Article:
umfundi wrote:Does a regular flatbed like the CanoScan 9000 work OK, or should I use a special scanner? Has anyone used a service that does this? I have about 10,000 slides that I have decided to digitize.
I'm a professional photographer so can save you a lot of time, since I hear this question almost daily.
10,000 slides? No. You will not live long enough. I am not kidding. The equipment and time to process is too slow. You need to edit. A realistic goal is maybe 100 slides a week. You will think you can do more, but it will not happen. So if you keep that kind of pace up without fail, in a good year you may get through about 5000. No one does this as it is too labor intensive. My recommendation is you edit to the best 500, and make that your goal. Put the other 9,500 in PrintFile archival slide pages and wait for the technology to improve.
For what its worth, I have a backlog of about 50,000 slides. Guess how many I plan to scan this year? About 500. And only at that since I know those are profitable images which sell on a regular basis. The simple fact is the equipment to handle this frankly stinks. To give you an idea of how much time it takes for a professional image -- scan: 15 minutes/slide (Imacon), color correction/spotting/prepress: 30 minutes/slide, filing/database: 15 minutes. Total about an hour per image. So 500 images for me is about three months worth of full time work. Crazy.
Ok. So, what to use to tackle this job. My recommendation for all but professional publication is the Epson V500:http://www.amazon.com/Epson-B11B189011- ... B000VG4AY0
It uses a dust removal technology called Digital ICE to remove automatically the majority of dust and scratches. This will save you hours and hours of time -- do not even bother with any device without this built-in. The Epson V500 is about $150. The price can't be beat.
By way of background, just if you're interested: In the "pro" world, we use dedicated film scanners like the Nikon 4000/5000/9000. These units are no longer manufactured. Even used they command very high prices. Over time, the internal mirror accumulates dust, and the equipment need to be disassembled and cleaned. This is not officially approved by Nikon and people have rendered units useless by bad cleaning. I do not believe Nikon supports these units in any way at this point. Suffice to say, for those of us using these for "batch scanning" it is like living on the edge. To top it off, the Nikon software is no longer supported. In all, one big pain. At the even "higher" end, we use Imacon units. These are many many thousands of dollars and are far too slow for consumer use. At the "highest" end, we use drum scanners ... they are at pro labs and take a real experienced operator to run well.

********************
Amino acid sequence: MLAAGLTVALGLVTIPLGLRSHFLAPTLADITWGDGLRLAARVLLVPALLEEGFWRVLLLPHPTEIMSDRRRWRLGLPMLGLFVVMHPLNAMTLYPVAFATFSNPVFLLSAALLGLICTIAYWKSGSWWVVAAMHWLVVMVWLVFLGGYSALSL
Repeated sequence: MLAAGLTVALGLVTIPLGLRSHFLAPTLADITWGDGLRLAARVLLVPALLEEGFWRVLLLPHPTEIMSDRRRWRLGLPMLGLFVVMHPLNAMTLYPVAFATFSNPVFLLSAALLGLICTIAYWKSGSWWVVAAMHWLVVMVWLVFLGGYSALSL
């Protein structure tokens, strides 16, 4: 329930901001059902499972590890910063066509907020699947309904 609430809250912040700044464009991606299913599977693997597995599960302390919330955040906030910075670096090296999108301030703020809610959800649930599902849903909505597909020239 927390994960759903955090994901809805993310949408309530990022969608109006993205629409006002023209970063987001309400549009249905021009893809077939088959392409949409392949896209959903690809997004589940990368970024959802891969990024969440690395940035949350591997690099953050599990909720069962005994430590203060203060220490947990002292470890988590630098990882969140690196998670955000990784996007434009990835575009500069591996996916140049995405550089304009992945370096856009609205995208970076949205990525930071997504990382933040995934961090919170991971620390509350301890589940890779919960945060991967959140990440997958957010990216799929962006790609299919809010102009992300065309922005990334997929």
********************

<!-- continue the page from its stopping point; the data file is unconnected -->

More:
If you want to outsource these jobs, I wish there was better news. The only place I know of who is using Nikon 5000s to do batch scanning is Pixmonix in Portland, OR:http://www.pixmonix.com
Expect to pay about $1/slide for services like this. The good news is you send them a box, and the work is done for you. You get your stuff back in the mail, put the DVD in your PC, and you're done. If you have 10,000 slides, you need to be very wealthy to consider this type of service.
Whether you send the work out, or do it yourself, you will find quickly that the labor involved is indeed about $1 per image.
My recommendation is an Epson V500, editing, and 500 scans. Then over time you may want to scan more.
You need to have realistic expectations on the time involved. My hope is one day someone will come up with a very high speed device that can process at least 100 slides per hour. At that point many people will be able to digitize complete archives. There is no "pro" solution that is particularly faster. We are all stuck with the same problem.